Using Rules with Ontologies in The Semantic Web
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Using Rules with Ontologies in The Semantic Web

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Using Rules with Ontologies in The Semantic Web Using Rules with Ontologies in The Semantic Web Presentation Transcript

  • Using Rules with Ontologies in the Semantic Web Chimezie Ogbuji Thoracic and Cardiovascular Surgery Cleveland Clinic Foundation July 25 th , 2006 Presented to W3C HCLSIG ACPP Group
  • Rule Languages
    • RuleML
    • SWRL
    • Notation 3 (N3)
  • Semantic Web Reasoners
    • Closed World Machine (CWM)
    • Euler
    • Pychinko
    • RDFEngine
    • Jena
    • A Rule consists of a body (antecedent) and a head (consequent)
    • In N3:
      • {?X :has ?body. ?X :has ?head. :body log:implies :head } => {?X a :Rule }
    • In SWRL’s abstract syntax:
      • Implies(Antecedent(has(I-variable(X), I-variable(body) has(I-variable(X), I-variable(head)) log:Implies(I-variable(body), I-variable(head))) Consequent(Rule(I-variable(X)))
    Using Rules to Describe Rules
    • Logic Programming
      • Production systems (RETE, etc.)
      • Prolog
      • SQL
    • Horn-clause Logic
      • Efficient theorem proving, and reasoning
    Origin / Background of Rules
    • Kurt Cagle
      • “ You can never eliminate complexity from a system, you can only move it from place to place”
    • Important point regarding how / why rules are used with ontology languages
    Complexity and Abstraction
    • Description Logics (DL)
      • Strict subset of FOL with decidability in mind
    • DL are more palatable and (therefore) more ubiquitous
    • Ontology language constructs correspond to DL constructs
    • Some DL (ontology) reasoning can be done via explicit rules
    DL Semantics as Analogy for Rules
    • Transitive Roles
      • {?P a owl:TransitiveProperty. ?X ?P ?Y. ?Y ?P ?Z } => {?X ?P ?Z}
    • Class inclusion
      • {?B rdfs:subClassOf ?C. ?A rdfs:subClassOf ?B} => {?A rdfs:subClassOf ?C}.
    • Inverse Roles
      • {?P owl:inverseOf ?Q. ?S ?P ?O} => {?O ?Q ?S}.
    • Functional Restrictions
      • {?P a owl:FunctionalProperty. ?S ?P ?X. ?S ?P ?Y} => {?X owl:sameAs ?Y}.
    Some DL Semantics as N3 Rules
    • Certain implications cannot be expressed in DL:
      • “ Individuals who live and work at the same location are ‘Home Workers’”
    • In N3:
      • {?X :work ?Y. ?X :live ?Z. ?Z :located ?W. ?Y :located ?Y} => {?X a :HomeWorker}
    Restriction on Expressivenes
    • Specific logical restrictions (Horn logic) make it difficult to express certain statements:
      • “ Every person has a father (known or unknown)”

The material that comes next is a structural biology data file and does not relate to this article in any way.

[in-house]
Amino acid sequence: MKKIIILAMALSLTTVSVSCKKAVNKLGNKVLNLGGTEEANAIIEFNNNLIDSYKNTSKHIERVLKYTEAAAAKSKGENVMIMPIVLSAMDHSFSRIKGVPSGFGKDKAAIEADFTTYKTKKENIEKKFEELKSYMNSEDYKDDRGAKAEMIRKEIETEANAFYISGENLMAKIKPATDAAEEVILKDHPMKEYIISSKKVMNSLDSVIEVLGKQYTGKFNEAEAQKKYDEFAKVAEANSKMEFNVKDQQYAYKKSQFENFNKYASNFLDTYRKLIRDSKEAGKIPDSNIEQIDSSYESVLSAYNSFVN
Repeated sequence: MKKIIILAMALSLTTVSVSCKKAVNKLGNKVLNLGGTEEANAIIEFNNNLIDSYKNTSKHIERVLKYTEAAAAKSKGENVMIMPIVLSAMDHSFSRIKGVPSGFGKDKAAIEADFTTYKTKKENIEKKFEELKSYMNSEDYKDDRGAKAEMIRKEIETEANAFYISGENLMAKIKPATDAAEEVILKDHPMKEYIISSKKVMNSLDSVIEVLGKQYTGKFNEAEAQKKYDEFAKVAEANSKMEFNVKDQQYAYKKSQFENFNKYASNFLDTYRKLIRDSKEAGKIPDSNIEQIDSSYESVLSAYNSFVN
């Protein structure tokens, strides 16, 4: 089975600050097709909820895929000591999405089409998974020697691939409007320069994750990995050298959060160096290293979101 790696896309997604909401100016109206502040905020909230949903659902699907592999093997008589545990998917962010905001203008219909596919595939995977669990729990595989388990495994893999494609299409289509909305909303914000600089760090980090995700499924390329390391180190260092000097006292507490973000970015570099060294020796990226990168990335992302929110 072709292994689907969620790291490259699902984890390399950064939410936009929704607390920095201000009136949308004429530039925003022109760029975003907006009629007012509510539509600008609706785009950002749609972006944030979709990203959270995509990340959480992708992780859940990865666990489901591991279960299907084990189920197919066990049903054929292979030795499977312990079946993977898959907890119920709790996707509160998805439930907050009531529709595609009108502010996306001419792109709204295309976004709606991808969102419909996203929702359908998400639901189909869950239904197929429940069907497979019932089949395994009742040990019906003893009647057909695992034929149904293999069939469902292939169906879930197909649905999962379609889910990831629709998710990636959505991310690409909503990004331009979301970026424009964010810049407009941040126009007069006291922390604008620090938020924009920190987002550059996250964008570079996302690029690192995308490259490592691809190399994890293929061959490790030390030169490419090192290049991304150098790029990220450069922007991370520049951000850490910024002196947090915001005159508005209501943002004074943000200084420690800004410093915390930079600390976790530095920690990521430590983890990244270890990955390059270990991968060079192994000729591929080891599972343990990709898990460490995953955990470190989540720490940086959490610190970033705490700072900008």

• However, this is straight forward in OWL (and Description Logics):
      • :Person a owl:Class;
      • rdfs:subClassOf [
      • a owl:Restriction;
      • owl:onProperty :father;
      • owl:cardinality “1”.
      • ]
    Restriction on Expressiveness (Cont.)
    • Given:
      • Set of rules
      • Set of facts
    • Backward chaining is goal-oriented:
      • Question: can a fact be inferred from the rules and existing facts?
    • Forward chaining exhaustively infers new facts from the rules
      • The resulting facts combined with the original facts are often referred to as the ‘closure’
    Rule Inference Methods
    • Logic Programming reasoners and algorithms are more mature
      • RETE algorithm for production (forward chaining) systems
      • Euler cycle detection for backward chaining inference
    • Logic Programming systems are at the mercy of the explicit rules
    Concerns with Reasoning
    • Kurt Cagle
      • “ You can never eliminate complexity from a system, you can only move it from place to place”
    • DL abstracts Knowledge Representation at the expense of the reasoning mechanism.
      • DL reasoners are implemented to support only a limited kind of inference: class subsumption and consistency detection.
    Complexity and Abstraction (Revisited)
    • Use DL semantics where the domain falls nicely into Categories / Roles and decidability is an issue
    • Use rules everywhere else
    • The combination covers the full spectrum of expressiveness and decidability
    • Including both in the thought process improves Knowledge Engineering
    • Some DL semantics can be expressed as rules to take advantage of efficient pattern matching algorithms
    Compromise
    • Description Logic Programs: Combining Logic Programs with Description Logic
      • http://citeseer.ist.psu.edu/grosof03description.html
    • Description Logic Complexity Navigator
      • http://www.cs.man.ac.uk/~ezolin/logic/complexity.html
    • Web Ontology Reasoning with Logic Databases
      • http://www.ubka.uni-karlsruhe.de/vvv/2004/wiwi/2/2.pdf
    • Euler’s RDF Plus OWL N3 Rules
      • http://www.agfa.com/w3c/euler/rpo-rules.n3
    • Description Logics as Ontology Languages for the Semantic Web
      • http://citeseer.ist.psu.edu/baader03description.html
    References